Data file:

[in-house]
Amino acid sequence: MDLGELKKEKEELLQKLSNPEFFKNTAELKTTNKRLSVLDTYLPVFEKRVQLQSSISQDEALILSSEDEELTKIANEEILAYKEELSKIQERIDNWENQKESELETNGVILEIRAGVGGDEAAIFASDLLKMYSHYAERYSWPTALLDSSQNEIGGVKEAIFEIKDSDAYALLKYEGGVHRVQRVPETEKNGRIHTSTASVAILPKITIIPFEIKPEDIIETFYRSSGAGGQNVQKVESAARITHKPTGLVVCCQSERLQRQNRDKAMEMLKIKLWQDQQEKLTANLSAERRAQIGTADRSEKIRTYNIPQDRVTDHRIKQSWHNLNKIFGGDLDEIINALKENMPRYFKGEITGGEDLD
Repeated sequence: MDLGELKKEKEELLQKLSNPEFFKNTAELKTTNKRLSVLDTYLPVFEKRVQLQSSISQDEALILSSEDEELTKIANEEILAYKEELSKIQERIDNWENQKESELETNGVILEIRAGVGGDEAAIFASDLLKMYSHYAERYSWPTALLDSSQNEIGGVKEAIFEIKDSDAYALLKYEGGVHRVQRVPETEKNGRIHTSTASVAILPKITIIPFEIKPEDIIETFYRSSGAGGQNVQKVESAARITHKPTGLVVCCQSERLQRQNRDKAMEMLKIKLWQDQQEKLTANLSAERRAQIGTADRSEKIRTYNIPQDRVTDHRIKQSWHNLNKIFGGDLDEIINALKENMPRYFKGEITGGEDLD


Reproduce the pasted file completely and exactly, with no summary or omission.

[in-house]
Amino acid sequence: MDLGELKKEKEELLQKLSNPEFFKNTAELKTTNKRLSVLDTYLPVFEKRVQLQSSISQDEALILSSEDEELTKIANEEILAYKEELSKIQERIDNWENQKESELETNGVILEIRAGVGGDEAAIFASDLLKMYSHYAERYSWPTALLDSSQNEIGGVKEAIFEIKDSDAYALLKYEGGVHRVQRVPETEKNGRIHTSTASVAILPKITIIPFEIKPEDIIETFYRSSGAGGQNVQKVESAARITHKPTGLVVCCQSERLQRQNRDKAMEMLKIKLWQDQQEKLTANLSAERRAQIGTADRSEKIRTYNIPQDRVTDHRIKQSWHNLNKIFGGDLDEIINALKENMPRYFKGEITGGEDLD
Repeated sequence: MDLGELKKEKEELLQKLSNPEFFKNTAELKTTNKRLSVLDTYLPVFEKRVQLQSSISQDEALILSSEDEELTKIANEEILAYKEELSKIQERIDNWENQKESELETNGVILEIRAGVGGDEAAIFASDLLKMYSHYAERYSWPTALLDSSQNEIGGVKEAIFEIKDSDAYALLKYEGGVHRVQRVPETEKNGRIHTSTASVAILPKITIIPFEIKPEDIIETFYRSSGAGGQNVQKVESAARITHKPTGLVVCCQSERLQRQNRDKAMEMLKIKLWQDQQEKLTANLSAERRAQIGTADRSEKIRTYNIPQDRVTDHRIKQSWHNLNKIFGGDLDEIINALKENMPRYFKGEITGGEDLD